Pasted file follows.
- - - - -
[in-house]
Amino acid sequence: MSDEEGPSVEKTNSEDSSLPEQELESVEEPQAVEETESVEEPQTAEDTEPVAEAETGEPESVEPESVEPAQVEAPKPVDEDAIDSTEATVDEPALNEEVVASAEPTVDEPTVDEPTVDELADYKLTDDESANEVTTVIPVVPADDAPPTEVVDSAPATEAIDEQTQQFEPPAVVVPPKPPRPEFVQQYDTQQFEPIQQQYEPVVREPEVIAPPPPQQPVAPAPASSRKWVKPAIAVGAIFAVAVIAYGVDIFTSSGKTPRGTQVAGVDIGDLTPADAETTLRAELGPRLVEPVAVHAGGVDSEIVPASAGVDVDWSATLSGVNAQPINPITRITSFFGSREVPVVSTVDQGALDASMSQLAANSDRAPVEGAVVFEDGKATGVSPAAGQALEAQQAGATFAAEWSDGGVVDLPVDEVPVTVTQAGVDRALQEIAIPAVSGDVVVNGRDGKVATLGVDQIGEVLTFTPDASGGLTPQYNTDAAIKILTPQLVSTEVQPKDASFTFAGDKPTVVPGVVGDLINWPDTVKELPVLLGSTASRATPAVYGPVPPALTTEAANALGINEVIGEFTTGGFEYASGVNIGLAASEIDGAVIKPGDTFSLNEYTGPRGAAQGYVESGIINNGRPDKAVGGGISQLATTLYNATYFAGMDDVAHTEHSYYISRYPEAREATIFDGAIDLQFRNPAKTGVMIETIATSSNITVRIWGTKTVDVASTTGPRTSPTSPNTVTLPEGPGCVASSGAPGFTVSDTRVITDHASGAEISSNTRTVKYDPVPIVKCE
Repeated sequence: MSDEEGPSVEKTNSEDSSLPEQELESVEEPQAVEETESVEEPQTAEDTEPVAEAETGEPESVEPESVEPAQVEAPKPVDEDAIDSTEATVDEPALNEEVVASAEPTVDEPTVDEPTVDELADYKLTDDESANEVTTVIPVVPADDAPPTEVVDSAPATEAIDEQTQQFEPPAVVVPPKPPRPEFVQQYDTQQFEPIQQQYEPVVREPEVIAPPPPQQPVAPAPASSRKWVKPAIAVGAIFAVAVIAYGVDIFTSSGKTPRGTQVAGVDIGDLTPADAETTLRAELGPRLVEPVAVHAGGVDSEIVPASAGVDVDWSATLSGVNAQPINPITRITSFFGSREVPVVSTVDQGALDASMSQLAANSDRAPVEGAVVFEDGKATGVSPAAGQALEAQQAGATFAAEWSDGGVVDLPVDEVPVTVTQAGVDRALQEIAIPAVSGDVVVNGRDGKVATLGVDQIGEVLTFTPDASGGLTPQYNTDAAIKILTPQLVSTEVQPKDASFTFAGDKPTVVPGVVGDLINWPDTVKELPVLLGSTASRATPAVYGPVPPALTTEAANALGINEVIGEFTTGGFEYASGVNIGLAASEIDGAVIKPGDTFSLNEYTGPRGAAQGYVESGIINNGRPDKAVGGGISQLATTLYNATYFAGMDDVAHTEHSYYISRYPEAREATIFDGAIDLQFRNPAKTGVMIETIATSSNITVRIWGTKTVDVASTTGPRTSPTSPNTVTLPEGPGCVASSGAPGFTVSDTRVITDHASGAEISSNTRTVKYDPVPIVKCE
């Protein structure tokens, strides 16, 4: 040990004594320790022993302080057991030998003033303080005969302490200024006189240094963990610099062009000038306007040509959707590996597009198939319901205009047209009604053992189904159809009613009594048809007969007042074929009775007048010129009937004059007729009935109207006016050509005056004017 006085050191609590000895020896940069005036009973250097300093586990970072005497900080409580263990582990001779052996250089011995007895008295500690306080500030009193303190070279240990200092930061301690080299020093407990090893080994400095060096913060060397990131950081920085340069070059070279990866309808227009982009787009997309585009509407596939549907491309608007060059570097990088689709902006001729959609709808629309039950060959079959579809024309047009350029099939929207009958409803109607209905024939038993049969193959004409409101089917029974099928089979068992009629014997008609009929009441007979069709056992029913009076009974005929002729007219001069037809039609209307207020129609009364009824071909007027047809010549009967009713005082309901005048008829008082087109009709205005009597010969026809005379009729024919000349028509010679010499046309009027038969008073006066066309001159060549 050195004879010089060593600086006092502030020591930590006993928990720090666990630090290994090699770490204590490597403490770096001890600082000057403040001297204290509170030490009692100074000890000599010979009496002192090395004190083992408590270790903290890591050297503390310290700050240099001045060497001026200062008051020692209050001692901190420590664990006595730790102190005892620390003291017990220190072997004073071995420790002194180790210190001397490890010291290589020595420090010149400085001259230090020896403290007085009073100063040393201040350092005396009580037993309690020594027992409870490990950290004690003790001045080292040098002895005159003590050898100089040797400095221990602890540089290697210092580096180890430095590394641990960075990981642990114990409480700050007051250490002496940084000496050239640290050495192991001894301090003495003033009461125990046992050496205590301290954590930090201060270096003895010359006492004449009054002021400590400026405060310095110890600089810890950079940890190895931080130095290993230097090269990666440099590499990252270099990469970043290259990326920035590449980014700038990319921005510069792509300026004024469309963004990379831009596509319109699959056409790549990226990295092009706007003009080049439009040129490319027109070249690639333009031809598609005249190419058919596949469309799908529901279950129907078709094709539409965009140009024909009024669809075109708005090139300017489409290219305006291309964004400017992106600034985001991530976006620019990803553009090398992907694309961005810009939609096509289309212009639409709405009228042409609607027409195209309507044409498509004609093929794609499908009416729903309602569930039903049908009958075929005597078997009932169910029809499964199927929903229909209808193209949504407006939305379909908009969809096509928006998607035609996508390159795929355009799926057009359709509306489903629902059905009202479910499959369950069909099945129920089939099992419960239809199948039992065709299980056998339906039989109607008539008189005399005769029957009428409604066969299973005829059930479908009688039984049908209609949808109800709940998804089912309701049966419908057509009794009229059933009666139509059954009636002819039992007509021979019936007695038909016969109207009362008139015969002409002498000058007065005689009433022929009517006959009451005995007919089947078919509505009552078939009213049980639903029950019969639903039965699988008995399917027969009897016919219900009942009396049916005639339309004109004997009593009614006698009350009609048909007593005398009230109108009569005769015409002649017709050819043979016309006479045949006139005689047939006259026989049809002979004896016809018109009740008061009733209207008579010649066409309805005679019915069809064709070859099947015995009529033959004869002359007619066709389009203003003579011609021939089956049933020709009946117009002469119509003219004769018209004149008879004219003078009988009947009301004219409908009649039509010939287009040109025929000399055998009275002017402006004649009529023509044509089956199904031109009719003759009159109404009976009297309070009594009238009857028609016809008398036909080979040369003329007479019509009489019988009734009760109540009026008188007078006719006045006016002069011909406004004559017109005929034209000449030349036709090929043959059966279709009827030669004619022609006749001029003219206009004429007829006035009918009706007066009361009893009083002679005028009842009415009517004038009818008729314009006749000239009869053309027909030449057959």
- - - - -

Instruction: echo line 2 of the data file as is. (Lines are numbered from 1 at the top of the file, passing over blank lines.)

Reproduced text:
Amino acid sequence: MSDEEGPSVEKTNSEDSSLPEQELESVEEPQAVEETESVEEPQTAEDTEPVAEAETGEPESVEPESVEPAQVEAPKPVDEDAIDSTEATVDEPALNEEVVASAEPTVDEPTVDEPTVDELADYKLTDDESANEVTTVIPVVPADDAPPTEVVDSAPATEAIDEQTQQFEPPAVVVPPKPPRPEFVQQYDTQQFEPIQQQYEPVVREPEVIAPPPPQQPVAPAPASSRKWVKPAIAVGAIFAVAVIAYGVDIFTSSGKTPRGTQVAGVDIGDLTPADAETTLRAELGPRLVEPVAVHAGGVDSEIVPASAGVDVDWSATLSGVNAQPINPITRITSFFGSREVPVVSTVDQGALDASMSQLAANSDRAPVEGAVVFEDGKATGVSPAAGQALEAQQAGATFAAEWSDGGVVDLPVDEVPVTVTQAGVDRALQEIAIPAVSGDVVVNGRDGKVATLGVDQIGEVLTFTPDASGGLTPQYNTDAAIKILTPQLVSTEVQPKDASFTFAGDKPTVVPGVVGDLINWPDTVKELPVLLGSTASRATPAVYGPVPPALTTEAANALGINEVIGEFTTGGFEYASGVNIGLAASEIDGAVIKPGDTFSLNEYTGPRGAAQGYVESGIINNGRPDKAVGGGISQLATTLYNATYFAGMDDVAHTEHSYYISRYPEAREATIFDGAIDLQFRNPAKTGVMIETIATSSNITVRIWGTKTVDVASTTGPRTSPTSPNTVTLPEGPGCVASSGAPGFTVSDTRVITDHASGAEISSNTRTVKYDPVPIVKCE